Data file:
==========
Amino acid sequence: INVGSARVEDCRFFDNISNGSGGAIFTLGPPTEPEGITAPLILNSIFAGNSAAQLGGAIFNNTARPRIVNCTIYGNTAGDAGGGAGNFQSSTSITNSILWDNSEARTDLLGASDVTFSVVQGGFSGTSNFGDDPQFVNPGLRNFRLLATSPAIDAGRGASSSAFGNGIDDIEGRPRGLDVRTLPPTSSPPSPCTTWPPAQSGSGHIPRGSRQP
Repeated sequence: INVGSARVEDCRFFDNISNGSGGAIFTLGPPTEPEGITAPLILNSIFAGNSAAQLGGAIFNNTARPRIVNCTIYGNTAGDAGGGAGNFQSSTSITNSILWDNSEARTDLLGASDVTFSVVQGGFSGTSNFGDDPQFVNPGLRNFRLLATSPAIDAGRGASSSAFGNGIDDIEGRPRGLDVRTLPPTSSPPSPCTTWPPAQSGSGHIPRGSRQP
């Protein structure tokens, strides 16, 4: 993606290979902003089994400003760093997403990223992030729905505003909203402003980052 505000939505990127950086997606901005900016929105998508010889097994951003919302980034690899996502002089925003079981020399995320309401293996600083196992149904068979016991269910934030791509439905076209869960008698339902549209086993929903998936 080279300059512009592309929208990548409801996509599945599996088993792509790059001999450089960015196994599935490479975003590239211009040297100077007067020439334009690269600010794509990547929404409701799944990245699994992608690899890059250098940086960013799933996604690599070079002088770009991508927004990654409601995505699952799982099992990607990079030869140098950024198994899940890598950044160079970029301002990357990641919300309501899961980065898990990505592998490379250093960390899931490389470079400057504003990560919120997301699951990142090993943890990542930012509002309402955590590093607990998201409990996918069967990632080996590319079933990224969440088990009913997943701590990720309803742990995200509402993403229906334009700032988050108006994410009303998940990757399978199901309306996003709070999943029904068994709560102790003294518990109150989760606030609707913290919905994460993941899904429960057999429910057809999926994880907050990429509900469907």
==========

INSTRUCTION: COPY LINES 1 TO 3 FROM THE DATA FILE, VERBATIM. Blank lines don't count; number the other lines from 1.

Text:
Amino acid sequence: INVGSARVEDCRFFDNISNGSGGAIFTLGPPTEPEGITAPLILNSIFAGNSAAQLGGAIFNNTARPRIVNCTIYGNTAGDAGGGAGNFQSSTSITNSILWDNSEARTDLLGASDVTFSVVQGGFSGTSNFGDDPQFVNPGLRNFRLLATSPAIDAGRGASSSAFGNGIDDIEGRPRGLDVRTLPPTSSPPSPCTTWPPAQSGSGHIPRGSRQP
Repeated sequence: INVGSARVEDCRFFDNISNGSGGAIFTLGPPTEPEGITAPLILNSIFAGNSAAQLGGAIFNNTARPRIVNCTIYGNTAGDAGGGAGNFQSSTSITNSILWDNSEARTDLLGASDVTFSVVQGGFSGTSNFGDDPQFVNPGLRNFRLLATSPAIDAGRGASSSAFGNGIDDIEGRPRGLDVRTLPPTSSPPSPCTTWPPAQSGSGHIPRGSRQP
């Protein structure tokens, strides 16, 4: 993606290979902003089994400003760093997403990223992030729905505003909203402003980052 505000939505990127950086997606901005900016929105998508010889097994951003919302980034690899996502002089925003079981020399995320309401293996600083196992149904068979016991269910934030791509439905076209869960008698339902549209086993929903998936 080279300059512009592309929208990548409801996509599945599996088993792509790059001999450089960015196994599935490479975003590239211009040297100077007067020439334009690269600010794509990547929404409701799944990245699994992608690899890059250098940086960013799933996604690599070079002088770009991508927004990654409601995505699952799982099992990607990079030869140098950024198994899940890598950044160079970029301002990357990641919300309501899961980065898990990505592998490379250093960390899931490389470079400057504003990560919120997301699951990142090993943890990542930012509002309402955590590093607990998201409990996918069967990632080996590319079933990224969440088990009913997943701590990720309803742990995200509402993403229906334009700032988050108006994410009303998940990757399978199901309306996003709070999943029904068994709560102790003294518990109150989760606030609707913290919905994460993941899904429960057999429910057809999926994880907050990429509900469907």